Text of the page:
After my last debacle with Windows Live Meeting where all four cores of my processor were pegged, my heat alarm was beeping and my patience was being quickly exhausted, I decided to give up on WLM—at least before Microsoft stepped in. When I got back in town from my penance trip to Leavenworth, Kansas and the biker wedding at the tattoo parlor in Ruidoso, NM (film at 11), I called up the WML support team (866-493.2825) (on a Saturday afternoon). To my delight a friendly voice answered and was able to offer a number of suggestions. Apparently WLM has free support 7/24. So, what were the suggestions?
- Disable Hardware Acceleration on the video card. This is easier said than done in Windows 7 as I’ll explain next. The support pro told me that this solves 90% of the performance problems. It did occur to me that if this is really the case (as it seems to be), why doesn’t WLM just make this change on its own as it starts?
- Use the Content tab to choose just those applications to share—not the entire desktop. Again, this makes it harder to run a smooth demo unless you open up the applications to share ahead of time and add them to the Content tab. However, this can lead to poorer performance as WLM might be overwhelmed by the increased workload. Since I have two monitors and many windows open that should not be shared (including gadgets) I can see how this would help. I would like to see an option where WLM shares applications on a specific monitor. While one can setup a sharing window, I could never get this to work correctly—perhaps if this was fixed…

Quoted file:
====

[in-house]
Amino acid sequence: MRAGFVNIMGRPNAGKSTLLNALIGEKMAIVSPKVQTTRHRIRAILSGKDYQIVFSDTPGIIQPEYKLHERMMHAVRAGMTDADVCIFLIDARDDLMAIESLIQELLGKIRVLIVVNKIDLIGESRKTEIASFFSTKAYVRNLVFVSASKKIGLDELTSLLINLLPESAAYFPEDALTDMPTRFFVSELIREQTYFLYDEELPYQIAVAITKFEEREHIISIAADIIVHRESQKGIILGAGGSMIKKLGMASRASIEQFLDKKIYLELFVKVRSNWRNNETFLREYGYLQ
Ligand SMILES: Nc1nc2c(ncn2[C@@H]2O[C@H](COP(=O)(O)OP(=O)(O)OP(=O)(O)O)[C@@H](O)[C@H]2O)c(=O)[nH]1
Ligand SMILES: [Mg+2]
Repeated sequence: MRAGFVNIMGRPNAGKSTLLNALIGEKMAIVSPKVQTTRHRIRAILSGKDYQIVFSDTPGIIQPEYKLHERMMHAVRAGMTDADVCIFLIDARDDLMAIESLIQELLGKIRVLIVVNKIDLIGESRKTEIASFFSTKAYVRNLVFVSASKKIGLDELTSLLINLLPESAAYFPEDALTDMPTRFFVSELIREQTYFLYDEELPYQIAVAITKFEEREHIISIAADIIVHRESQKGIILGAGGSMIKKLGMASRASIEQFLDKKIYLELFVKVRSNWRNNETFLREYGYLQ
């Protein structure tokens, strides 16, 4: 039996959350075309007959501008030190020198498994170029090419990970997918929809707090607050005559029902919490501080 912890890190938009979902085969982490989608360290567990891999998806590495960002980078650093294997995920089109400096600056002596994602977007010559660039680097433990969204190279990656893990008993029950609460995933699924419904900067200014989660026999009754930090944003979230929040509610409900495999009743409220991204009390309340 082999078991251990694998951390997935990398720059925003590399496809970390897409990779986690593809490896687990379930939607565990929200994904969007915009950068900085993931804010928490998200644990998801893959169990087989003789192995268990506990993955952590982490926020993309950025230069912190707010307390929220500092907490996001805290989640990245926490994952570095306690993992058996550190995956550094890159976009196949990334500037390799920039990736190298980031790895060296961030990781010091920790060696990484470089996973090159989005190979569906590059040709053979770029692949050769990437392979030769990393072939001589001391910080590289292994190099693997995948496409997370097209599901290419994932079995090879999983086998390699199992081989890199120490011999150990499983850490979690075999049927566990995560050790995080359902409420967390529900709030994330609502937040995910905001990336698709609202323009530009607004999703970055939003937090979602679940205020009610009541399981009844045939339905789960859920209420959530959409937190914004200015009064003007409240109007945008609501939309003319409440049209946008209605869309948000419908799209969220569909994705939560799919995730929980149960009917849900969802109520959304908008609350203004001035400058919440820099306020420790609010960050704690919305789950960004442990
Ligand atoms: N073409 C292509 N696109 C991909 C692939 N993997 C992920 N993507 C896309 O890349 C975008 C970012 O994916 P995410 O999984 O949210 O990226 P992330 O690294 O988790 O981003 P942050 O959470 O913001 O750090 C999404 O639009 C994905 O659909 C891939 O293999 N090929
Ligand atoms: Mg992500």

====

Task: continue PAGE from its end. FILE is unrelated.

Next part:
- Don’t share your screen-cam Window—it’s okay to get WML to show your video, just don’t include it as one of the shared windows.
Turning off video card hardware acceleration has always been a problem with screen scrapers and application sharing. I should have remembered this trick as we ran across it a decade ago while I was evaluating screen sharing programs at MSTE in the 90’s. My problem is with Windows 7—it seems the dialog to change these video card settings has been disabled for some reason. This means you can’t use the Advanced Settings | Troubleshooting | Change Settings technique that we could use in XP and Vista to make this change.
Fortunately, I discovered that if you install the DirectX SDK, you can disable hardware acceleration in Windows 7 by clicking on the DirectDraw tab and un-checking the Use Hardware Acceleration checkbox as shown below. The DirectX SDK can be downloaded from here.